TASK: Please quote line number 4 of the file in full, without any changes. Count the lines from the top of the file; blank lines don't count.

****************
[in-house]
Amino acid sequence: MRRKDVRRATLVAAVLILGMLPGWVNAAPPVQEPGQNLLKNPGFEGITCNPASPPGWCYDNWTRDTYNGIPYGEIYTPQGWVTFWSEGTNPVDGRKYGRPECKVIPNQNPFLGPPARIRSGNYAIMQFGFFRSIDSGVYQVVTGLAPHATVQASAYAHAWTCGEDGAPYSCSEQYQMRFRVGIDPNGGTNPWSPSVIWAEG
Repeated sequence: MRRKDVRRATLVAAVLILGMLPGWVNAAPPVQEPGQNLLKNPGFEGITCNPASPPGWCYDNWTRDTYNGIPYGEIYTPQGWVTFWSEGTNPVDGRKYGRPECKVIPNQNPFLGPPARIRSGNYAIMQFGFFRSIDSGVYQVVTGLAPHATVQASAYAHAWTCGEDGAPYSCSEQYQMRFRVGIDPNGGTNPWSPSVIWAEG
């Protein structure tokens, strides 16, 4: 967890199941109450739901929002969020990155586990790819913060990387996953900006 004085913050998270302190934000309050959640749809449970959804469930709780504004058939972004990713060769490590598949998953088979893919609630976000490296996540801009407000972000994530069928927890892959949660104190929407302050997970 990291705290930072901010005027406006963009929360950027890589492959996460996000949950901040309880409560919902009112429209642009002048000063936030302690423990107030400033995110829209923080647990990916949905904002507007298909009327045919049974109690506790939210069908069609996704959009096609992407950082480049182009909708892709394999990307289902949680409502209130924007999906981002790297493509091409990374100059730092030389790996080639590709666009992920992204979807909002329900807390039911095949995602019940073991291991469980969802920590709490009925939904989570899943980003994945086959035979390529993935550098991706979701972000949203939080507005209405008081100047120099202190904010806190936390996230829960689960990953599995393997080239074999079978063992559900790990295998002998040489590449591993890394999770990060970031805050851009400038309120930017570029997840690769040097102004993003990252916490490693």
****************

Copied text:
């Protein structure tokens, strides 16, 4: 967890199941109450739901929002969020990155586990790819913060990387996953900006 004085913050998270302190934000309050959640749809449970959804469930709780504004058939972004990713060769490590598949998953088979893919609630976000490296996540801009407000972000994530069928927890892959949660104190929407302050997970 990291705290930072901010005027406006963009929360950027890589492959996460996000949950901040309880409560919902009112429209642009002048000063936030302690423990107030400033995110829209923080647990990916949905904002507007298909009327045919049974109690506790939210069908069609996704959009096609992407950082480049182009909708892709394999990307289902949680409502209130924007999906981002790297493509091409990374100059730092030389790996080639590709666009992920992204979807909002329900807390039911095949995602019940073991291991469980969802920590709490009925939904989570899943980003994945086959035979390529993935550098991706979701972000949203939080507005209405008081100047120099202190904010806190936390996230829960689960990953599995393997080239074999079978063992559900790990295998002998040489590449591993890394999770990060970031805050851009400038309120930017570029997840690769040097102004993003990252916490490693």